Abstract: The French Wars (1793-1815) exerted unprecedented pressures on Britain's fiscal and monetary policy settings. Policy makers had to constantly adjust the policy mix as events unfolded. This meant implementing monetary and fiscal policy innovations, such as the suspension of the gold standard and the instauration of Britain's first income tax. These adjustments signalled the government's commitment to undertake the necessary to win the war, without jeopardizing fiscal sustainability. Drawing on new hand-collected data, we also show that the Bank of England played an essential role in two successive phases of the war. The Bank granted ample liquidity to the domestic payment system, by discounting large amounts of private bills. It also financed the decisive phase of the wars by purchasing large amounts of public debt. The successful winding down of the balance sheet and the resumption of the gold standard influenced the Bank's policies and shaped the political and financial landscape for the century to come.
    Keywords: Interactions between monetary and fiscal policies, central bank balance sheet, unconventional monetary policy, open market operations.
    JEL: N13 H63 E58 E62
    Date: 2017
  16. By: Pierre-Richard Agénor; Pengfei Jia
    Abstract: This paper evaluates, using a game-theoretic approach, the benefits of coordinating macroprudential policy (in the form of reserve requirements) in a two-country model of a currency union with credit market imperfections. Financial stability is first defined in terms of the volatility of the credit-to-output ratio. The gains from coordination are measured by comparing outcomes under a centralized regime, where a common regulator sets the required reserve ratio to minimize union-wide financial volatility, and a decentralized (Nash) regime, where each country regulator sets that ratio to minimize its own policy loss. Experiments show that, under asymmetric real and financial shocks, the gains from coordination are significant at the union level. Moreover, these gains are higher when the common and national regulators have asymmetric preferences with respect to output stability, when financial markets are more integrated, and when the degree of asymmetry in credit markets between members is larger. Implications of the analysis for macroprudential policy coordination in the euro area are also discussed.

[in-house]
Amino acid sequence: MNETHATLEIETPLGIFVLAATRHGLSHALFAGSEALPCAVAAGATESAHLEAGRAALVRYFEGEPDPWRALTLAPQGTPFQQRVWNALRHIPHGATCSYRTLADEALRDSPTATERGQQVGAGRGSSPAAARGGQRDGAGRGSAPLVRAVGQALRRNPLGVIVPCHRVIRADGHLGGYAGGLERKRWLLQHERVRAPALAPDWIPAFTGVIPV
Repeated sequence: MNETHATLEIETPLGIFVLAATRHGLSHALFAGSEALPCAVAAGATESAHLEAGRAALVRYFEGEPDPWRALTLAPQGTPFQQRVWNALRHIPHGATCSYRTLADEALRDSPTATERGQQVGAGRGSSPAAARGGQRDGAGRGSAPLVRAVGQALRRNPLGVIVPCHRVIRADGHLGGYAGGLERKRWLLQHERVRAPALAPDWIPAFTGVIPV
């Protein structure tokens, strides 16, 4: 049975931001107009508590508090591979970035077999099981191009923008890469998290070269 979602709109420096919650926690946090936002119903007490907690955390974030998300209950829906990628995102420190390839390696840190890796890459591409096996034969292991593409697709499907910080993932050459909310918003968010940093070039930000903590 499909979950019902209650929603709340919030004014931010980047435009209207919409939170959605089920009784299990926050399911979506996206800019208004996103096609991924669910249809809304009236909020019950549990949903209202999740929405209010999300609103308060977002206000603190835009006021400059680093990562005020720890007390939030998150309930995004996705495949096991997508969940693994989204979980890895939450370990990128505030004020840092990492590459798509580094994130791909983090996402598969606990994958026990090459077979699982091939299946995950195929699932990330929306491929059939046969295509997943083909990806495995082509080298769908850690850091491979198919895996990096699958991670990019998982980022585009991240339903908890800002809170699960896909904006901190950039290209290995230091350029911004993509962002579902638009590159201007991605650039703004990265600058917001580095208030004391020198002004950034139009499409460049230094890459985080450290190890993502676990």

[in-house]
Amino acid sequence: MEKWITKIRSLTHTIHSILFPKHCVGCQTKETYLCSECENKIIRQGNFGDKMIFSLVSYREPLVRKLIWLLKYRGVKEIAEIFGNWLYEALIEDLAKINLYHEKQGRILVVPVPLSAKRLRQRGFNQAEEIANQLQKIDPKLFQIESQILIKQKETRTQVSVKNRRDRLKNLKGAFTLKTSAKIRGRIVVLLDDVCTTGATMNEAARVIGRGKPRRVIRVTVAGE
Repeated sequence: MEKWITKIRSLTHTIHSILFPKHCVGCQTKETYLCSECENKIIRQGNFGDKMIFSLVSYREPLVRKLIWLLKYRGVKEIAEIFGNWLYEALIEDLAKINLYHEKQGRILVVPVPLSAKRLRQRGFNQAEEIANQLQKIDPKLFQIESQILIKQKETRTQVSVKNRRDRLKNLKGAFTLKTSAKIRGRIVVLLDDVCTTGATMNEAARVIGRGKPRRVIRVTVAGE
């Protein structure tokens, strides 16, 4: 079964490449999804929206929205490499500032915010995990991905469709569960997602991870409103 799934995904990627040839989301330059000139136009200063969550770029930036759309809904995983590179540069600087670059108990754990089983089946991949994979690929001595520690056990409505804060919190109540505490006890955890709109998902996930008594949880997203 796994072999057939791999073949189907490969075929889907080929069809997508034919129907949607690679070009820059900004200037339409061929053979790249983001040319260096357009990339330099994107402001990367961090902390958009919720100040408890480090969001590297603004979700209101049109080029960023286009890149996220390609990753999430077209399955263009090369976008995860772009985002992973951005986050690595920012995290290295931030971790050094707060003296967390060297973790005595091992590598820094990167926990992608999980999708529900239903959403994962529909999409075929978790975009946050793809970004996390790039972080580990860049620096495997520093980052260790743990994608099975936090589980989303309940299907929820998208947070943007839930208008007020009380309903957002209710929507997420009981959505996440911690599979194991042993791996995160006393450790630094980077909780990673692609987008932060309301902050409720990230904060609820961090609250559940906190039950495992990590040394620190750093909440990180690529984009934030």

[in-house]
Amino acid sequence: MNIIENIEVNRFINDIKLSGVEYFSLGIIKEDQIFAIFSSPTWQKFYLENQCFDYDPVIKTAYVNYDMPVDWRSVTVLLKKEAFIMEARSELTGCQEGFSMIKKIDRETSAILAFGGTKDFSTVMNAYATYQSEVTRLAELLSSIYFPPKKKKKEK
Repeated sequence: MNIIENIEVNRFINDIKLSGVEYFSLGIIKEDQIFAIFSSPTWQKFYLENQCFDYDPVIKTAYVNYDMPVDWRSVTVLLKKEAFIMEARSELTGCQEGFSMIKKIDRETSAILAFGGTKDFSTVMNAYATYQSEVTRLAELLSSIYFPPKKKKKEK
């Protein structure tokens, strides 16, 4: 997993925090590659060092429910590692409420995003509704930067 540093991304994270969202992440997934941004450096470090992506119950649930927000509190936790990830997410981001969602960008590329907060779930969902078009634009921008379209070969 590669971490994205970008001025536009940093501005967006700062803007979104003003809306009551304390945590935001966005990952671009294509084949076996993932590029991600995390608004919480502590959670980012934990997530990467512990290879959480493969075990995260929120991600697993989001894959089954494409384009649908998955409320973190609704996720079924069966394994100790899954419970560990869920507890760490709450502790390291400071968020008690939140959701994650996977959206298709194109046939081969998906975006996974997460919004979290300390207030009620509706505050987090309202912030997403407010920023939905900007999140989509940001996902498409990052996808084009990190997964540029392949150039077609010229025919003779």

Date: 2017
  17. By: Lojschova, Adriana
    Abstract: We find evidence that households in Slovakia do benefit from the ECB asset purchase programme. On the individual bank-level data of 26 financial institutions (full representation of the banking sector) we establish and confirm a traditional relationship between bank lending and changes to deposit ratio. We find the long-run relationship to be twice as strong in the household sector as in the sector of non-financial corporations. Controlling for interest rate changes and other factors, we also introduce asset purchases into the model. We document some, although limited, evidence of the presence of the bank lending channel of asset purchases in the household sector.
    Keywords: Bank lending channel, quantitative easing, panel data
    JEL: E52 G21
    Date: 2017–05